The Five Dress Shoes You Need to Know in 2019
A great pair of dress shoes isn't just a worthy investment, it's a necessity. Sneakers have their place, but there are times when they just won't do. Whether it's a wedding or a funeral, a job interview or a meeting with your boss's boss, some occasions demand footwear that's as refined as it is timeless.
Luckily, there are options out there for every style. And when it comes to price, don't be afraid of laying down a few extra bucks if you're able. That doesn't mean you have to spend outside your budget, but paying more for quality means you'll have a pair of shoes you can wear for years, not months.
And the best way to ensure you're spending that money wisely? Know the playing field. That way you'll find something that fits your with your style, your wardrobe, and your wallet. With that in mind, here are the five dress shoe styles every guy needs to know right now.
If you're going to have just one pair of dress shoes in your closet, you should consider an oxford first. It's the style that can go with your most formal options, so you'll never be out of luck for a big work event—or if you have to throw on a tux. That's thanks to the oxford's "closed-throat" construction, in which the leather around the laces (the quarters) meets at the base, where it's sewn into the leather that stretches down your instep and towards the toe (the vamp).
Honestly, though, you don't have to spend too much time on the terminology. Just look at the top of the shoe, near the eyelets. Does it form a "V" instead of a set of parallel lines? You've got an oxford, and that sleek silhouette means your going to look properly pulled-together for any dressed-up occasion.
Harrison Grand Cap Toe Oxford by Cole Haan, nordstrom.com
Brandon Cap Toe Oxford by To Boot New York, nordstrom.com
Leather Lace-Up Oxford by Santoni, santonishoes.com
Derbies are technically a little less formal than oxfords, but don't let that worry you too much. A good pair can work with just about any kind of suit (though maybe not a tux, if you're going to be surrounded by black-tie traditionalists). Plus, the open-throat silhouette—the leather around the laces runs parallel, and over the vamp—can pull double duty with everything from jeans to tweed trousers. If you're the kind of guy who wears a suit with some regularity, but also needs a pair of shoes on hand that'll work for date night on the weekend, derbies won't do you wrong.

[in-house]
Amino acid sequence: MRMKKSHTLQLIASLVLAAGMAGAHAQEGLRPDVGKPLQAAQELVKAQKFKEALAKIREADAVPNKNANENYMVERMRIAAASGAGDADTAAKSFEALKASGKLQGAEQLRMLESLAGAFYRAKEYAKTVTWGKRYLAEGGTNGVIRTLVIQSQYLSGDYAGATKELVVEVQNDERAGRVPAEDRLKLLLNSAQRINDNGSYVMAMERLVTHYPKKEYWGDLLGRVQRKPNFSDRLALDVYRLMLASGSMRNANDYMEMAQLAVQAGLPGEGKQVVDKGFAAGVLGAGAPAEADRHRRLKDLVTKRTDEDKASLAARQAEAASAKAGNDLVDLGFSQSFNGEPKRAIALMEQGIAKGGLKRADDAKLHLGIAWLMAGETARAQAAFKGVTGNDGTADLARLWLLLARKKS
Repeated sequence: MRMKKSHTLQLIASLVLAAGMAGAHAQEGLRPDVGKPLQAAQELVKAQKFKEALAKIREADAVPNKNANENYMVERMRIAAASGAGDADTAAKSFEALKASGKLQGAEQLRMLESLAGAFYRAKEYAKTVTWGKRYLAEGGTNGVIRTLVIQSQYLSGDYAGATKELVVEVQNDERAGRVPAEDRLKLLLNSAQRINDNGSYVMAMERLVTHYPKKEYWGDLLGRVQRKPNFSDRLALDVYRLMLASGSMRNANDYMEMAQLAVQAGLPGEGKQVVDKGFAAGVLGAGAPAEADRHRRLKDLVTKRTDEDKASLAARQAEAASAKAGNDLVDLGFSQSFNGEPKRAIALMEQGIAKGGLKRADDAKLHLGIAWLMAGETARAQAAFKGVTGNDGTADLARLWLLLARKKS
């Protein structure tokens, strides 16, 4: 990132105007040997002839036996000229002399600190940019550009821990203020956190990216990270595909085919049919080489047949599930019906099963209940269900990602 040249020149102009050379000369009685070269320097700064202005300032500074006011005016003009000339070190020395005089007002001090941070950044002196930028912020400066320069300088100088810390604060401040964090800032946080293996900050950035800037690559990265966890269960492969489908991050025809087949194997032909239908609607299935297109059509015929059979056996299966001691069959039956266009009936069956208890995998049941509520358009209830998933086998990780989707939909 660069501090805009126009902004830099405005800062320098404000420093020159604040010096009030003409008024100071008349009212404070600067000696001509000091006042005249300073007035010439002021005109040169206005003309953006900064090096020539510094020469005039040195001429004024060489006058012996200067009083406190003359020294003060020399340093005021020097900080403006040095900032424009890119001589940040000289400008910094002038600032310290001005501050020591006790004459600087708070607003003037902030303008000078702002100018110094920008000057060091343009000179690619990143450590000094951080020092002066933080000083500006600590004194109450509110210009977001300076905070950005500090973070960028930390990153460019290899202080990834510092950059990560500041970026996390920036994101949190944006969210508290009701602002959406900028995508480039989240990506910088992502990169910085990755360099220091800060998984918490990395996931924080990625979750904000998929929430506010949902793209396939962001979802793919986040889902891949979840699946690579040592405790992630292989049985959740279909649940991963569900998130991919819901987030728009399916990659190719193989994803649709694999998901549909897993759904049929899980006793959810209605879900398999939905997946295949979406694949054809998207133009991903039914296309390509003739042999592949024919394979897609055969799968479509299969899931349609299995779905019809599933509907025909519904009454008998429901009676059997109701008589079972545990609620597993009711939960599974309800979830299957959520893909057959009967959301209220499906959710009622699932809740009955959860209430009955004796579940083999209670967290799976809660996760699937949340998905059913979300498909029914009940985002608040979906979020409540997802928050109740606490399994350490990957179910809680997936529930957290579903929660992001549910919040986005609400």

Cardineli Cap Toe Derby by Florsheim, nordstrom.com
Warren Cap Toe Derby by Cole Haan, nordstrom.com
Pebble-Grain Derby by Lanvin, mrporter.com
When we're talking brogues, we're not talking about a silhouette, but the detailing that goes on top of it. The signature perforations were originally a functional thing, designed to let water drain out of the shoes men wore to tromp through Irish bogs. Now, it's ornamental, but still a mainstay of modern dress shoes.
You might also know brogues as wingtips, and there's a good reason for that. Two of the main styles you'll find have decorative "wings" fanning out from the toe of the shoe. With longwings, they wrap all the way around to the back of the shoe. With shortwings, they wrap to about mid-foot. Of course, you can also find brogueing on cap-toes and other design elements. And those elements might be on a pair of derbies, oxfords, monkstraps, or even ankle boots. With brogues, it's all a matter of personal taste.
Kenmoor II Longwing by Florsheim Imperial, nordstrom.com
Kneeland Brogue Cap Toe Oxford by Cole Haan, colehaan.com
Pebble-Grain Longwing by Thom Browne, mrporter.com
For a while there, some folks thought loafers were too casual to wear with a suit. Just ask your dad—or maybe your granddad. Thankfully, those days are long gone. Now, the slip-on style comes in shapes sleek and stylish enough to wear with even your sharpest two-button. Penny loafers and bit loafers are the iterations you'll see the most often. On pennies, there's a strap across the shoe with a cutout that, according to loafer lore, was designed to hold a penny (it probably wasn't, though it's still a fun story). Bit loafers feature a metal piece across the foot that's purely for show, but still looks cool.
Portland Bit Loafer by Boss, nordstrom.com
Grandioso Bit Loafer by Salvatore Ferragamo, nordstrom.com
Roos Horsebit Loafer by Gucci, mrporter.com
Chukkas are kind of a wild card. Some are decidedly not meant for dressy occasions, and would be more at home at a construction site than in a boardroom. Others, though? They're every bit as refined as the rest of the styles on this list. The trick is to focus on a streamlined silhouette and elevated construction. Generally, that means the shorter-than-average boots will have a narrower toe and clean lines leading up to an ankle that'll sit nicely under a pair of suit trousers. Look for that, plus a not-too-chunky sole, and you'll be in good shape.
Washbourne Chukka by Aldo, aldoshoes.com
Rafael Chukka by Allen Edmonds, nordstrom.com
Polacco Chukka by Tod's, nordstrom.com
Photography by Allie Holloway; prop styling by Miako Katoh